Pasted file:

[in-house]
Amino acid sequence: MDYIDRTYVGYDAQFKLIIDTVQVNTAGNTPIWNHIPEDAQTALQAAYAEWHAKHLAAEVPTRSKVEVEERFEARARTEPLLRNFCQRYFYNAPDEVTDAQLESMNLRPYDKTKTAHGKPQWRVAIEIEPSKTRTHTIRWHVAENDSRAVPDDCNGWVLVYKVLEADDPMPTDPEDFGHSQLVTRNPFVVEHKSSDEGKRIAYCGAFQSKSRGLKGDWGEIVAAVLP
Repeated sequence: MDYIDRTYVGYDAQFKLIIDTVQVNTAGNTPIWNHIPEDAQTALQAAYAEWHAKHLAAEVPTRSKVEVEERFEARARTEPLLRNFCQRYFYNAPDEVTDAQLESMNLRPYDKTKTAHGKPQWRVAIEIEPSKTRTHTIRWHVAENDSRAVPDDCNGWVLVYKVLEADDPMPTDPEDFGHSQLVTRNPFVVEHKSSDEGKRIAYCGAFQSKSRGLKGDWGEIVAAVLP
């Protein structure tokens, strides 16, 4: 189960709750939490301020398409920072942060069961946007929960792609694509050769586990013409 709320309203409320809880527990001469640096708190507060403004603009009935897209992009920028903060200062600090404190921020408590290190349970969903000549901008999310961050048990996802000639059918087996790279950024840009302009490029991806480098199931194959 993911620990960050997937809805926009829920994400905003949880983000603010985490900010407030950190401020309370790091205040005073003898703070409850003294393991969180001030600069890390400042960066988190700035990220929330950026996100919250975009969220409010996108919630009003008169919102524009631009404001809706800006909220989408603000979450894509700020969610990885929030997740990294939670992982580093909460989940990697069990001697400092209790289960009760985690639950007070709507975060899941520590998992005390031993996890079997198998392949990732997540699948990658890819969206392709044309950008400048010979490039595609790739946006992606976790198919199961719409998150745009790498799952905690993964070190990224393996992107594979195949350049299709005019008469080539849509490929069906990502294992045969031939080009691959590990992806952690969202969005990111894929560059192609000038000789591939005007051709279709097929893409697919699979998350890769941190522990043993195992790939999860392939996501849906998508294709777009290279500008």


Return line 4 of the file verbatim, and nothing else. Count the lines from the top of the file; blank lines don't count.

């Protein structure tokens, strides 16, 4: 189960709750939490301020398409920072942060069961946007929960792609694509050769586990013409 709320309203409320809880527990001469640096708190507060403004603009009935897209992009920028903060200062600090404190921020408590290190349970969903000549901008999310961050048990996802000639059918087996790279950024840009302009490029991806480098199931194959 993911620990960050997937809805926009829920994400905003949880983000603010985490900010407030950190401020309370790091205040005073003898703070409850003294393991969180001030600069890390400042960066988190700035990220929330950026996100919250975009969220409010996108919630009003008169919102524009631009404001809706800006909220989408603000979450894509700020969610990885929030997740990294939670992982580093909460989940990697069990001697400092209790289960009760985690639950007070709507975060899941520590998992005390031993996890079997198998392949990732997540699948990658890819969206392709044309950008400048010979490039595609790739946006992606976790198919199961719409998150745009790498799952905690993964070190990224393996992107594979195949350049299709005019008469080539849509490929069906990502294992045969031939080009691959590990992806952690969202969005990111894929560059192609000038000789591939005007051709279709097929893409697919699979998350890769941190522990043993195992790939999860392939996501849906998508294709777009290279500008």